After a while a bank employee sauntered up and asked me why I was there. “Perhaps I can help and save you having to queue up,” he promised. So I went through the whole story, from start to finish, skipping the bit about buying the worst phone in the world. When I’d finished he informed me that I needed to talk to someone behind the counter. Great, cheers for that. Keep up the good work. I hate banks. I really do.
Thing is I think they feel the same way about me. When I eventually got to the front of the queue I told my by now well honed story. The lady opposite me listened intently and then told me that there wasn’t anything she could do since I didn’t have a Swedish identity card.
Okay so quick diversion while I explain this. In Sweden you receive a personnummer (personal identity number), which is a number that is exclusively yours and yours only. It consists of your birthdate with an additional four numbers at the end. You end up learning it off by heart as you have to use it to do almost everything. On top of that there’s an I.D. card, which I used to have, but didn’t bother renewing when it expired since I also have a British passport, which I used instead. Still with me? Cool.
See the thing is when the lady at the bank asked for my I.D. I handed over my passport. She handled it as if it was radioactive and then told me it wasn’t valid, that I needed a Swedish I.D. card. Luckily I had my old I.D. card on me, it had a photo of me, contained my Swedish personnummer and my signature. The only problem was that it was out of date. All the information was still there, but well, for whatever reason the bank lady wasn’t willing to accept that fact. I told her that I had banked there for over a decade, that I could prove my identity, that I had a wage slip with me, which along with my passport, old I.D. card and general knowledge of myself should be enough to prove to anyone that I was who I said I was.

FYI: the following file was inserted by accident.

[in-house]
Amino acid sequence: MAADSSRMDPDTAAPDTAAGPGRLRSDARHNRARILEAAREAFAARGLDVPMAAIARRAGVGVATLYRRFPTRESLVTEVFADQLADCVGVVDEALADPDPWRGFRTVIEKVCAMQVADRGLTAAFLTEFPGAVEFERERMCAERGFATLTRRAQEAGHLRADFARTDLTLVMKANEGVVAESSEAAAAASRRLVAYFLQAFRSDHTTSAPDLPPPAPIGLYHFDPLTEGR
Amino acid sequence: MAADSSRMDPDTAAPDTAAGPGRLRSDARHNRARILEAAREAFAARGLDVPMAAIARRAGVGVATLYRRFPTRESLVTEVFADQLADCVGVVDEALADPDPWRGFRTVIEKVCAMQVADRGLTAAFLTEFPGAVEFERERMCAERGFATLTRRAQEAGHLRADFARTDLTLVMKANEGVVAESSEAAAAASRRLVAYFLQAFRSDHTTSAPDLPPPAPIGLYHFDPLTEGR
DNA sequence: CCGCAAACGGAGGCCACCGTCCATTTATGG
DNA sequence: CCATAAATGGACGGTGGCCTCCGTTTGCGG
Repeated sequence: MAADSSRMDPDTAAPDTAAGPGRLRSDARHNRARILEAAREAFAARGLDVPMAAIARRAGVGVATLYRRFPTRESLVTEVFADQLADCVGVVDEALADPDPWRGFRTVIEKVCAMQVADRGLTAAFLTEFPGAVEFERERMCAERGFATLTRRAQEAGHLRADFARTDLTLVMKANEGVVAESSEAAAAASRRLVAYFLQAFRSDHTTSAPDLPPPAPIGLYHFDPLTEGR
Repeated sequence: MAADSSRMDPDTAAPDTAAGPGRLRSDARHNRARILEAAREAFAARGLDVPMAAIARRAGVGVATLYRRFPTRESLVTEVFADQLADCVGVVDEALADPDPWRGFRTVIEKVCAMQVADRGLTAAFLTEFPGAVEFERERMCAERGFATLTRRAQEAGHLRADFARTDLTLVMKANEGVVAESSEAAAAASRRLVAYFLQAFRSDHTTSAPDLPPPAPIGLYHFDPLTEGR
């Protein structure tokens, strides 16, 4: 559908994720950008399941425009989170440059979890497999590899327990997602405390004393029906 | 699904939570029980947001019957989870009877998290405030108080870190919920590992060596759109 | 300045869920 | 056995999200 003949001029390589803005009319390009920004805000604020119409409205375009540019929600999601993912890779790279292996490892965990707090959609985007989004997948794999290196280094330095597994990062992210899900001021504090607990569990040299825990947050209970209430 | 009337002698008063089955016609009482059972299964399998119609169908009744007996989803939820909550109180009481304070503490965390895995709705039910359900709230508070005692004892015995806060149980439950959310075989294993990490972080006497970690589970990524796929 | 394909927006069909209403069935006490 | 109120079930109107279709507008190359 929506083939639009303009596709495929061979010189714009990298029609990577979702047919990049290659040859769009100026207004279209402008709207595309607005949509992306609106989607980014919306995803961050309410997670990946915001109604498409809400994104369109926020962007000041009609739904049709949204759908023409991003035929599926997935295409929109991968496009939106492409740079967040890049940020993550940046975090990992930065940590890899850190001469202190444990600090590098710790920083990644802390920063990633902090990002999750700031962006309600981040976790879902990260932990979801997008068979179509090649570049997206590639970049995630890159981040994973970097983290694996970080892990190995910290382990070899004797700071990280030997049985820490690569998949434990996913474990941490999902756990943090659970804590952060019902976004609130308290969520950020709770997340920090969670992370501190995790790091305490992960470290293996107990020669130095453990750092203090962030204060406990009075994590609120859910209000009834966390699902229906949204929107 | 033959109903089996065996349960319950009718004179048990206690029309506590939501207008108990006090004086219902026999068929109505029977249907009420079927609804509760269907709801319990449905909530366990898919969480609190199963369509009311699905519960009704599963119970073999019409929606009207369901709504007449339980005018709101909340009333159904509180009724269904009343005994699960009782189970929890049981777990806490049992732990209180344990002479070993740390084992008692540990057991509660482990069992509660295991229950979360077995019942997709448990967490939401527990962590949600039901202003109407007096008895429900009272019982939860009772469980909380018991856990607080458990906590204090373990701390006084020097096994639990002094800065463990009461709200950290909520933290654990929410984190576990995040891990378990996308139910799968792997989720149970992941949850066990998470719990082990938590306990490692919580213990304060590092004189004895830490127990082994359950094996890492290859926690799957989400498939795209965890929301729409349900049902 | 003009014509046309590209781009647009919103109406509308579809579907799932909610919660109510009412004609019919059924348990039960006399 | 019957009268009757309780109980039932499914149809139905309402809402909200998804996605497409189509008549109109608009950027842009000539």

But it wasn’t good enough. I asked to talk to her manager, who also deemed it too fishy to be able to help.
“So what do you suggest I do then?” I asked at the end of my tether.
“Come back when you’ve got a Swedish identity card.”
“But they take months to come through, what should I do until then?”
A corporate shrug of the shoulders later and I was out on the street again. I felt like I was caught up in a Kafka story. This can’t be happening can it? Pernilla phoned the bank this time, taking her time to tell the by now practically handed down through the generations story of how a silly man had removed his I.D. app from his phone and now couldn’t prove he was who he said he was. After a week or so of going back and forth, of asking people to act like humans, of pleading with them to try and forget the red tape she finally had a breakthrough. So after a bit of rule bending I was finally allowed to log into my bank and order a code which I could then use to get the app working.
A few months after that I received my new Swedish I.D. card through the post. I was who I said I was all along. But there were times when even I started to doubt it.